By Steve Gorman and Rich McKay
LOS ANGELES (Reuters) -A slow-moving winter storm intensified over California on Friday, triggering the first blizzard warning in parts of the Los Angeles area in 30 years and creating the extraordinary sight of snowflakes swirling around the iconic Hollywood sign.
Snow and freezing rain pushed into the Golden State from the north, where it dumped about 10 inches (25 cm) of powder on Portland, Oregon, earlier in the week. California’s snow was heaviest in the Cascades, Sierra Nevada and coastal mountains.
But even residents in lower-elevation foothills of California’s central coast and the San Francisco Bay area awoke Friday morning to 1 to 3 inches of snow.
“The last time we saw snow like this in the low elevations was in 2011,” said Sarah McCorkle, a National Weather Service (NWS) meteorologist in Monterey, California. “It’s a relatively rare event.”
San Francisco also broke a 132-year record for the lowest Feb. 24 temperature ever documented as the mercury dipped to 39 degrees Fahrenheit (4 Celsius) on Friday morning, one degree lower than the previous record set in 1891, McCorkle said.
The storm was expected to strengthen on Friday and linger over California through Saturday, the NWS said.
A massive low-pressure system driven from the Arctic was responsible for the unusual conditions, said Bryan Jackson, a forecaster at the NWS Weather Prediction Center in College Park, Maryland.
In Southern California, “this is a rare case of a cold, significant storm event,” Jackson said.
In a sight that must have delighted many Angelenos, snowflakes even fell around the Hollywood sign atop Mount Lee in the hills above the city, known for its sunny days and palm trees.
At an elevation of 1,500 feet (457 meters), the sign – with its giant, white-block lettering visible for miles around the city – was close to the threshold for the formation of snow during the storm, Jackson said.
Craig Robert Young, an actor who starred in the television series “Charmed” and “The Last Ship,” lives in Hollywood Hills within eyeshot of the famed sign. He said he was amazed to see snow swirling there.
“I moved here from the UK 20 years ago, and haven’t seen snow since,” said Young, 46. “I actually had a snowball fight. It brought me back to my childhood.”
In nearby San Bernardino County, the sheriff’s office posted a video clip on Twitter showing deputies lying in the snow, flapping arms and legs to make “snow angels,” while also urging residents to stay off roads.
‘AT THE MERCY OF THE SKIES’
Snowy road conditions and high winds prompted the California Highway Patrol (CHP) and state transportation officials to close Interstate 5, a major highway connecting Los Angeles to points north, along a 40-mile (64.4 km) mountain stretch known as the Grapevine.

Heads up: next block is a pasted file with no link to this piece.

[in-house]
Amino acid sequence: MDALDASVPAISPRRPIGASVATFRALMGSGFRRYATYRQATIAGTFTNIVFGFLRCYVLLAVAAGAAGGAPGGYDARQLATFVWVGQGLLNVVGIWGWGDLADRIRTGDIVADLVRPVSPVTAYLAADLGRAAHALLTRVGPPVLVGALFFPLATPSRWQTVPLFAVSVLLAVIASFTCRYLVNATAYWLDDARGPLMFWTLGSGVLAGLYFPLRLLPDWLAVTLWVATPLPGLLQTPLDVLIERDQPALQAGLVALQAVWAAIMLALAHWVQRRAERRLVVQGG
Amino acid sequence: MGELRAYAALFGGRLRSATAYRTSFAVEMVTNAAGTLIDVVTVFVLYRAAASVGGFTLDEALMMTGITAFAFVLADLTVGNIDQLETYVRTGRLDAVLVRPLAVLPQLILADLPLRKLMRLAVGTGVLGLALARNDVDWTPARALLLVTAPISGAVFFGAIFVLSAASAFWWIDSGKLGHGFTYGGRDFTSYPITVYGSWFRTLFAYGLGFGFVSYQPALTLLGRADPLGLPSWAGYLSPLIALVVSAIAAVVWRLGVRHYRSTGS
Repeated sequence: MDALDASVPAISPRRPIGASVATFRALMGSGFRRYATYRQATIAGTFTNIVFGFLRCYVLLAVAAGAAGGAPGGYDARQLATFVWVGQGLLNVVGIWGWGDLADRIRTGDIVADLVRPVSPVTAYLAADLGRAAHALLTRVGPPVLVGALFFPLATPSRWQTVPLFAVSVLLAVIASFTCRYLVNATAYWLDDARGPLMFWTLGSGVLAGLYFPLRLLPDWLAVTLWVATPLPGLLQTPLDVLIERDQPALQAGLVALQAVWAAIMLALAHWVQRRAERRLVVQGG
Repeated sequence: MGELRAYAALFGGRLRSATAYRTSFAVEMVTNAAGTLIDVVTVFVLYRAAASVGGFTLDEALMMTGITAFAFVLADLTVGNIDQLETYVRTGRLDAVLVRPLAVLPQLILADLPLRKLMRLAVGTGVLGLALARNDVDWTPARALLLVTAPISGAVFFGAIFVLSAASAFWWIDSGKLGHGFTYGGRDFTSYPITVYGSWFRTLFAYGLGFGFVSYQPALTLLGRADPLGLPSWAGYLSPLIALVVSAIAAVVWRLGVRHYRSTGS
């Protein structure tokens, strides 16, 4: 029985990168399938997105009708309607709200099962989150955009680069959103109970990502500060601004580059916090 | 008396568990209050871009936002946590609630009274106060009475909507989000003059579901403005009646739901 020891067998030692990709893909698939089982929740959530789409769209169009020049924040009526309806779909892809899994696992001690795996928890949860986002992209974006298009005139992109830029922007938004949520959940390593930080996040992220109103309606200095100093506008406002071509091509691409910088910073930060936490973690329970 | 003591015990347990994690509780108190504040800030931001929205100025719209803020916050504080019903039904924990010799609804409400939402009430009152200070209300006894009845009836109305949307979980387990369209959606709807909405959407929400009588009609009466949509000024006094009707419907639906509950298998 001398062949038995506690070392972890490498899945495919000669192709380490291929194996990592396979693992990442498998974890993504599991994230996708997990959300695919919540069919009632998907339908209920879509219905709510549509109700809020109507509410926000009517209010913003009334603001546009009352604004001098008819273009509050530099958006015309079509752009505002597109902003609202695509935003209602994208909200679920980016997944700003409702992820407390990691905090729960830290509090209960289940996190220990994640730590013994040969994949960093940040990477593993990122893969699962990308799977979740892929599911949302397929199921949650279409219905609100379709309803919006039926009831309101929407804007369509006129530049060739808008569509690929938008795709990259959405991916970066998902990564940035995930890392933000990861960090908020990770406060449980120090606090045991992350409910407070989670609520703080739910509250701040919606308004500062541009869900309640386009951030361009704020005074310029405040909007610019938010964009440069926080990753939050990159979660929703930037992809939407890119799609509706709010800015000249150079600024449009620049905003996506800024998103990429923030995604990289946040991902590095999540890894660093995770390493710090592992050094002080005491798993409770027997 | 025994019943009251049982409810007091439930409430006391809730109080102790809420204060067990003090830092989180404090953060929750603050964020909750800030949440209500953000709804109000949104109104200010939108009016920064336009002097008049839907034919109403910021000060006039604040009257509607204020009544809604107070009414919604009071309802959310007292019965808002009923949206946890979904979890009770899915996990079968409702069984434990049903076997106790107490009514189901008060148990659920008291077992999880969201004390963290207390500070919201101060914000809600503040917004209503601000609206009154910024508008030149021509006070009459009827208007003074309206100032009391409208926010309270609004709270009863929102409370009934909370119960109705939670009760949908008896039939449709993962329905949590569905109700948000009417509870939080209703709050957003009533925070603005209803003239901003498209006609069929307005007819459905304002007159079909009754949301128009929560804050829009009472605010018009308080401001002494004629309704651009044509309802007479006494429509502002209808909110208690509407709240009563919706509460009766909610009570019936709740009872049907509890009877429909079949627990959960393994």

It remained unclear how long the closure would last, according to CHP officer Anthony Daulton.
“We’re at the mercy of the skies right now,” he said.
A separate storm that clobbered the U.S. Plains, Midwest and Great Lakes regions earlier this week blew out to the Atlantic on Friday after passing over New England, the weather service said. More than 750,000 homes and businesses, mostly in Michigan, remained without electricity.
Even before the latest storm, much of California has experienced an unusually rainy, chilly winter, starting with a spate of deadly “atmospheric river” storms that unleashed widespread flooding, felled trees and triggered mudslides in a state long plagued by drought and wildfires.
Powerful winter storms, interspersed with extreme heat and dry spells, are symptoms of climate change, experts say, and growing more frequent and intense.
In Los Angeles County on Friday, a blizzard warning was issued for the San Gabriel Mountains north of the city – the first in the L.A. region since 1989 – with 2 to 5 feet (60 to 152 cm) of snow forecast above an elevation of 4,500 feet (1,370 meters), the weather service said. Seven feet (2.1 meters) of snow could accumulate in some spots with winds gusting up to 60 miles per hour (96 kph).
Big Bear Lake in San Bernardino County already has 28 inches (71 cm) of snow on the ground, Jackson said – and more was coming.
Drenching rains posed a different problem across wide swaths of Los Angeles and Ventura Counties, where a flash flood warning was posted until 10 p.m. Friday night.
Heavy showers will inundate many parts of California through Saturday, the weather service said. Two to 3 inches (5 to 7.6 cm) are forecast for Los Angeles and San Bernardino, raising the risk of flash flooding.
More than 120,000 California homes and businesses, primarily in the northern part of the state, were without power on Friday, according to Poweroutage.us.
(Reporting by Steve Gorman in Los Angeles and Rich McKay in Atlanta; editing by Jonathan Oatis and Bill Berkrot)